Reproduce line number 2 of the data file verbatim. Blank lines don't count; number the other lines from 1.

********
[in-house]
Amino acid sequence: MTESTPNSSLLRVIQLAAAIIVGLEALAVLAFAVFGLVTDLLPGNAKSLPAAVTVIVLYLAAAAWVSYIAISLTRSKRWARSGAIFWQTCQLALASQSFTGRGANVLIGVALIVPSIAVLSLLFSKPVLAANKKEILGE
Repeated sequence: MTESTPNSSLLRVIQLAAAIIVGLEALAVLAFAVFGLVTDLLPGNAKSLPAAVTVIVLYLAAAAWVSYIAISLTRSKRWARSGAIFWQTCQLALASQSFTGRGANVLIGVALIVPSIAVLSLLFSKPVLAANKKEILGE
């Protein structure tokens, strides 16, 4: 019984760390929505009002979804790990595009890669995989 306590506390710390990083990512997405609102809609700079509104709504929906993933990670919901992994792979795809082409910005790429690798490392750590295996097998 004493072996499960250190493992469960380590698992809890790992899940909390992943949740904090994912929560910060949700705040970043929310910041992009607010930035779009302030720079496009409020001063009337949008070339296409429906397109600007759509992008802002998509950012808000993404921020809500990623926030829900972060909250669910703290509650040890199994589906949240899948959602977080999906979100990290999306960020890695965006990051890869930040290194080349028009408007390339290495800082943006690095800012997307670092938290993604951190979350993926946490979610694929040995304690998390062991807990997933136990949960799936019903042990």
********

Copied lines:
Amino acid sequence: MTESTPNSSLLRVIQLAAAIIVGLEALAVLAFAVFGLVTDLLPGNAKSLPAAVTVIVLYLAAAAWVSYIAISLTRSKRWARSGAIFWQTCQLALASQSFTGRGANVLIGVALIVPSIAVLSLLFSKPVLAANKKEILGE